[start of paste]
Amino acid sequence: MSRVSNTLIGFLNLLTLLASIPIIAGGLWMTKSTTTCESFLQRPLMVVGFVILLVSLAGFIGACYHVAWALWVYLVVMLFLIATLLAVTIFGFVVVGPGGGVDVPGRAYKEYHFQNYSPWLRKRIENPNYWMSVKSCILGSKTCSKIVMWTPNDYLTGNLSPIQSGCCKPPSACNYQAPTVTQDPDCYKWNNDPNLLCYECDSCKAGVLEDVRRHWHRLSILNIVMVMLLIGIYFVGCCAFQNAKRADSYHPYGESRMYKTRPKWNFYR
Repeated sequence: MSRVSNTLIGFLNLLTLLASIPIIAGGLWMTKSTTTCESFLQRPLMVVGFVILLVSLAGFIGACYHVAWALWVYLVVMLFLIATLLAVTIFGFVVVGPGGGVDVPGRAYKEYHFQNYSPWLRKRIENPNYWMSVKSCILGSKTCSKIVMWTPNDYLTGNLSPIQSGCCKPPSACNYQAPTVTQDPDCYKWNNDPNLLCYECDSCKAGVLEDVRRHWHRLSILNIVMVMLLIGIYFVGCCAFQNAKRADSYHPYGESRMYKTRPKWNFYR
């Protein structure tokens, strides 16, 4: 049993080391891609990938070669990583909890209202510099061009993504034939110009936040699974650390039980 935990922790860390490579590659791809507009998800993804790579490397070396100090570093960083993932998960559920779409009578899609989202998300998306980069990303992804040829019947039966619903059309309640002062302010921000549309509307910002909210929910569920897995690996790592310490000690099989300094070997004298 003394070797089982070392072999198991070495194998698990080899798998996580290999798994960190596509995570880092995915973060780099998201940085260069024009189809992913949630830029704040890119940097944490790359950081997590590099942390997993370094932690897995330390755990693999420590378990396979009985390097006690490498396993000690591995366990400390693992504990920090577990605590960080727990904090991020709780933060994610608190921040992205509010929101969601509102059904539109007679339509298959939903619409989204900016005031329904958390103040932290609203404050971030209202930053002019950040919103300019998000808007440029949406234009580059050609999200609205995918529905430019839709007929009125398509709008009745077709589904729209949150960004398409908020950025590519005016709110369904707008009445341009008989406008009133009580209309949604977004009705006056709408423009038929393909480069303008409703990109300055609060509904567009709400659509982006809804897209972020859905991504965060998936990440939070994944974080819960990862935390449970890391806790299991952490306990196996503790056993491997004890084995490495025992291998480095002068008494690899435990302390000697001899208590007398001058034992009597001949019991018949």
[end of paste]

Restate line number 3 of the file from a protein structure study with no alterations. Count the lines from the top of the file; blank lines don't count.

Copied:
């Protein structure tokens, strides 16, 4: 049993080391891609990938070669990583909890209202510099061009993504034939110009936040699974650390039980 935990922790860390490579590659791809507009998800993804790579490397070396100090570093960083993932998960559920779409009578899609989202998300998306980069990303992804040829019947039966619903059309309640002062302010921000549309509307910002909210929910569920897995690996790592310490000690099989300094070997004298 003394070797089982070392072999198991070495194998698990080899798998996580290999798994960190596509995570880092995915973060780099998201940085260069024009189809992913949630830029704040890119940097944490790359950081997590590099942390997993370094932690897995330390755990693999420590378990396979009985390097006690490498396993000690591995366990400390693992504990920090577990605590960080727990904090991020709780933060994610608190921040992205509010929101969601509102059904539109007679339509298959939903619409989204900016005031329904958390103040932290609203404050971030209202930053002019950040919103300019998000808007440029949406234009580059050609999200609205995918529905430019839709007929009125398509709008009745077709589904729209949150960004398409908020950025590519005016709110369904707008009445341009008989406008009133009580209309949604977004009705006056709408423009038929393909480069303008409703990109300055609060509904567009709400659509982006809804897209972020859905991504965060998936990440939070994944974080819960990862935390449970890391806790299991952490306990196996503790056993491997004890084995490495025992291998480095002068008494690899435990302390000697001899208590007398001058034992009597001949019991018949």